Just as it has since it launched more than six years ago, Nashville’s free, five-day-a-week daily newspaper continues to hemorrhage money—“We’re still losing money, but we’re losing less money,” says City Paper publisher Albie Del Favero. But according to newly released audit figures, the paper’s readership continues to grow, and its management and owners are, in fact, confident enough about the paper’s increasing traction in the community that they’re investing in a wholesale website redesign set to launch next week.
Gone will be the static, blue-and-white template that readers have grown accustomed to, and in its place will be a new home page that directs readers to top stories, to four blogs and to an e-paper driven by the software Olive Active Paper, which is used by publications such as The Chattanooga Times Free Press and The Denver Post.
“What you’ll see the first week or two in July is the first step, it’s not the last step,” says City Paper editor Clint Brewer, adding that he’s also researching a video project for the website. “Really, we’re not relaunching a website. We’re really launching, arguably, six websites.” The home page, e-paper and each of the four blogs all will have separate URLs.
“We’ve got a pretty healthy online readership,” Brewer says, “particularly when you consider we’ve never promoted [the website] and it looks five or six years out of date…and we just need to serve them better.”
The media audit shows the newspaper reaches 252,900 unique readers over the course of a week and that another 30,000 read the paper exclusively online. (For context, The Tennessean’s A section reaches 365,700 readers over the course of a week while the Scene’s cume, as it’s called, is 258,200 and calculated over the course of the month.)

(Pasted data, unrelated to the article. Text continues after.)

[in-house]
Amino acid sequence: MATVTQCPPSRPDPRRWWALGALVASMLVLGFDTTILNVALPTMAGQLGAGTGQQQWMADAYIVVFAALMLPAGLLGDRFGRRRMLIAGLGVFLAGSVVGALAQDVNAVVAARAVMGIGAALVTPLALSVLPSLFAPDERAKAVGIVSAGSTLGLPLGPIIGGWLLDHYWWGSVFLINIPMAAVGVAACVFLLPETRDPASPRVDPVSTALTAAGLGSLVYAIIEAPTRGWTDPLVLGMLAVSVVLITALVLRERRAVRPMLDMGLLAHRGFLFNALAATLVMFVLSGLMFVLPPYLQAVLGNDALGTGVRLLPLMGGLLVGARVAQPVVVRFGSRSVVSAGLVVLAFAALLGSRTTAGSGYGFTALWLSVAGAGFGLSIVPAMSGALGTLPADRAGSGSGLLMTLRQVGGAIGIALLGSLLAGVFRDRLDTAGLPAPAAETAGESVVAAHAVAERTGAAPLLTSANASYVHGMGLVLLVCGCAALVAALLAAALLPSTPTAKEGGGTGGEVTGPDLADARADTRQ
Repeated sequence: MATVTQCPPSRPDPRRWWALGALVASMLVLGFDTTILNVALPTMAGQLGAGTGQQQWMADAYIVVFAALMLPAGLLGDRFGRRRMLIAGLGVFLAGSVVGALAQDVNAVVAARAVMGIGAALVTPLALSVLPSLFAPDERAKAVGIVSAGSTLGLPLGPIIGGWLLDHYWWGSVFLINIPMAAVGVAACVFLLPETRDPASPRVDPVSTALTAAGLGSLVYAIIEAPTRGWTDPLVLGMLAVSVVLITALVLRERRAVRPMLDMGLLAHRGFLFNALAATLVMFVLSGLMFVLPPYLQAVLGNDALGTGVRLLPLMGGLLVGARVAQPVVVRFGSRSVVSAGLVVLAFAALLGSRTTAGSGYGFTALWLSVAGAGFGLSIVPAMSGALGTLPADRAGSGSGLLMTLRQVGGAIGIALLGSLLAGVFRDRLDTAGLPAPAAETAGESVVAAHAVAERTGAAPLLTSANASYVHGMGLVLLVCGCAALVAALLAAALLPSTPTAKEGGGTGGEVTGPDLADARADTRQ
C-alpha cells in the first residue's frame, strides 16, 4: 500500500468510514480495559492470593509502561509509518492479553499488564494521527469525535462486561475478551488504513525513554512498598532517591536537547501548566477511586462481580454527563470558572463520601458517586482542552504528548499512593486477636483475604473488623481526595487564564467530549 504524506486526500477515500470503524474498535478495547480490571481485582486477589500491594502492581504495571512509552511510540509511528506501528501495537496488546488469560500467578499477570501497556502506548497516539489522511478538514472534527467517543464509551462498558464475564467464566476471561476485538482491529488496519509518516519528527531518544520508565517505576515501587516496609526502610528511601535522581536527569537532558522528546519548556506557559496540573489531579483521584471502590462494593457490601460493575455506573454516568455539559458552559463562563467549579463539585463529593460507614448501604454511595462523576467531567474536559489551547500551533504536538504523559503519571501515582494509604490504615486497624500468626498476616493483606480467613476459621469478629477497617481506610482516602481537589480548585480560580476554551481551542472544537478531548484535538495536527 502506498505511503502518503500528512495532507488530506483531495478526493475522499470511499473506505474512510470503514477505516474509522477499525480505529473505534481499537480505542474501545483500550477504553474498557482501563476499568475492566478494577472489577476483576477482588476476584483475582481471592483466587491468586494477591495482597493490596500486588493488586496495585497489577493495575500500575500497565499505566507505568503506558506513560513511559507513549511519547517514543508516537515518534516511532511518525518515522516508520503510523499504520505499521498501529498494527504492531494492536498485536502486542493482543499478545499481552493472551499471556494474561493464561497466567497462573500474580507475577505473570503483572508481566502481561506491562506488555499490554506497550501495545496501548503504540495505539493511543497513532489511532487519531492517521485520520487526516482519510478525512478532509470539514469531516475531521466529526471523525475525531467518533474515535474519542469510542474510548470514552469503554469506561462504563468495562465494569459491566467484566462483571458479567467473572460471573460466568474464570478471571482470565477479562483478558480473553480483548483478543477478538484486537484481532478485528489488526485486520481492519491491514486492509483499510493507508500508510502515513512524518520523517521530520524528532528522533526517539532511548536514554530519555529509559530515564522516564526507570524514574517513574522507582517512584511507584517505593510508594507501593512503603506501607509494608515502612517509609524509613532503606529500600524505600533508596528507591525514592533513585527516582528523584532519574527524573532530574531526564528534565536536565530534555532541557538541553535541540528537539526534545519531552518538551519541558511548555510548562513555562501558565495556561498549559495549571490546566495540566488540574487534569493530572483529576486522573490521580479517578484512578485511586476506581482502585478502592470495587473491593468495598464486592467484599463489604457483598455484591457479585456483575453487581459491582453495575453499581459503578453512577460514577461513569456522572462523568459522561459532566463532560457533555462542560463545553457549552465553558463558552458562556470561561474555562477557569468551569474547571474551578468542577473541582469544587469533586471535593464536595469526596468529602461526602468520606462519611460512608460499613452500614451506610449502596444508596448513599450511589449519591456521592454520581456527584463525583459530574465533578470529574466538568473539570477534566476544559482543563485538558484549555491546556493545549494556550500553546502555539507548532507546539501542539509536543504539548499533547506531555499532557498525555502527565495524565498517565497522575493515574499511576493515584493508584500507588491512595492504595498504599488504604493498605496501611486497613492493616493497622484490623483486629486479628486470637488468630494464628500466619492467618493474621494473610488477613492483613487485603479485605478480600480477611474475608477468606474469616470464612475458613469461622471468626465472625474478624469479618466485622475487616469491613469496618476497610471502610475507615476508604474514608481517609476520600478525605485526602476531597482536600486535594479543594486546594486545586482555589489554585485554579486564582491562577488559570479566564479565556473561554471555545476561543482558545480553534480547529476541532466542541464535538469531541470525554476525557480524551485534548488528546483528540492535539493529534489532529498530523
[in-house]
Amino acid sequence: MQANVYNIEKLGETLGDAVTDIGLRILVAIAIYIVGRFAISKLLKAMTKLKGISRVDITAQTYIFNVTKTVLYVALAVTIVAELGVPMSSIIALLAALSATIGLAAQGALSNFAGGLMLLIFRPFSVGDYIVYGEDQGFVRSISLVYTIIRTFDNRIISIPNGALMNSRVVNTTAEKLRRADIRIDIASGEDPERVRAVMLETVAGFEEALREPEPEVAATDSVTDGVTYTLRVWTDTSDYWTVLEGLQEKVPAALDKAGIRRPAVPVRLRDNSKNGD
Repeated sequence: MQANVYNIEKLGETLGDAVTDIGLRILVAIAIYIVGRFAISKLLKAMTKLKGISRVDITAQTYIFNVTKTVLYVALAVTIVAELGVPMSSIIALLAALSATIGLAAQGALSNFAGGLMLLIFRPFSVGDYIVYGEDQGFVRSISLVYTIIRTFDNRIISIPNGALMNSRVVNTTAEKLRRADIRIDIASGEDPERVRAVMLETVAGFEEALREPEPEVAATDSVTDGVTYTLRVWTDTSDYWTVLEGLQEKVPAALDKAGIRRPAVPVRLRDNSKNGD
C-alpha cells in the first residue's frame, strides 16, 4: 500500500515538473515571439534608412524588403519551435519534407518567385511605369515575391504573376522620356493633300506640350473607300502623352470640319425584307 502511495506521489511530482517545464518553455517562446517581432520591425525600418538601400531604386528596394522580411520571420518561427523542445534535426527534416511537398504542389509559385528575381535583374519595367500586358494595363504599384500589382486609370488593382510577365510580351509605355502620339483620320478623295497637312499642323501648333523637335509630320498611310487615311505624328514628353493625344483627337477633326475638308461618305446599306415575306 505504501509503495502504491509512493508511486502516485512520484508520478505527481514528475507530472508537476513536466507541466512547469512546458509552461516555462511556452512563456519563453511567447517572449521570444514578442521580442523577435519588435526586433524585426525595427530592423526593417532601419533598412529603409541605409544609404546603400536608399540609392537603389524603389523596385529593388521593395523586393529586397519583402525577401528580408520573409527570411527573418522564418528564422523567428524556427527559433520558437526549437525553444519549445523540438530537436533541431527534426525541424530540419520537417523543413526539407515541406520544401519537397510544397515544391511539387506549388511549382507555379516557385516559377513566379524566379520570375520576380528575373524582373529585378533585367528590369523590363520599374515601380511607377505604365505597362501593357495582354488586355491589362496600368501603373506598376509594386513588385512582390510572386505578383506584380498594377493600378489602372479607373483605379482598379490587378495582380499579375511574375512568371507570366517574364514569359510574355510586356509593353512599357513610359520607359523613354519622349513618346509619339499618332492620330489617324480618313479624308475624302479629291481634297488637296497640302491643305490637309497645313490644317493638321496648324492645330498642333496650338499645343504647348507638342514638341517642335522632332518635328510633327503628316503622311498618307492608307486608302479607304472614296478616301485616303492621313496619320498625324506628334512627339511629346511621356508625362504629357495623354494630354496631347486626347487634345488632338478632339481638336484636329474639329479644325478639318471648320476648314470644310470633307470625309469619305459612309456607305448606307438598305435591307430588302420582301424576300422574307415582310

“So many people are reading the paper online that it’s not fair to our print advertisers for people to bypass their print ads,” Del Favero says, describing the e-paper as an interactive PDF of the print edition. “All the things that we don’t have room for in the paper will be on the dotcom site. The idea is to drive traffic to the dotcom site and then to the e-paper.”
Sources tell the Scene that as recently as a couple of months ago, the newspaper’s owners—the Thompson family, of Thompson Machinery fame—were looking for a partner to share ownership. Del Favero and Dewitt Thompson V, chairman of the CP board, deny that—sort of—and say there are no current plans to sell the paper.
“If this is about the paper being for sale, I’m not going to talk about it. It’s not for sale,” Del Favero (former Scene publisher), says when first reached on the phone. “It’s like the 10th time this rumor has come up, and I don’t want to talk about it. It’s not going to happen.”
“Clearly, The City Paper is not strategic to our core business, which is selling tractors,” says Thompson V. “If there was someone who thought they could bring some value, we’d listen. But if there’s people out there saying they want to buy us, that’s news to me.”
As of last June, when Del Favero took the publishing gig at CP, the paper had lost nearly $11 million during its brief life. All Thompson will say is that the number is “significant.” But, he says, “we’re privately held, so we don’t pass out those type of numbers.”
At any rate, the Thompsons are upping the ante. Readers can expect to see two “team” blogs when the sites launch in July: a sports blog called “Nashville Ballers” and a political blog called “Political Animals.” Writer (and former Rage editor) Libby Callaway will author a fashion blog called “The Style Arbiter,” and music writer Ron Wynn will author a pop culture blog called “Giant Steps” (so named for the John Coltrane album).
At least one CP staffer won’t be reading.“What is it that [Wall Street Journal writer] Walter Mossberg said about citizen journalism?” Del Favero says. “Kind of like citizen surgery. That’s how I feel about blogs. But I’m 53 years old….”
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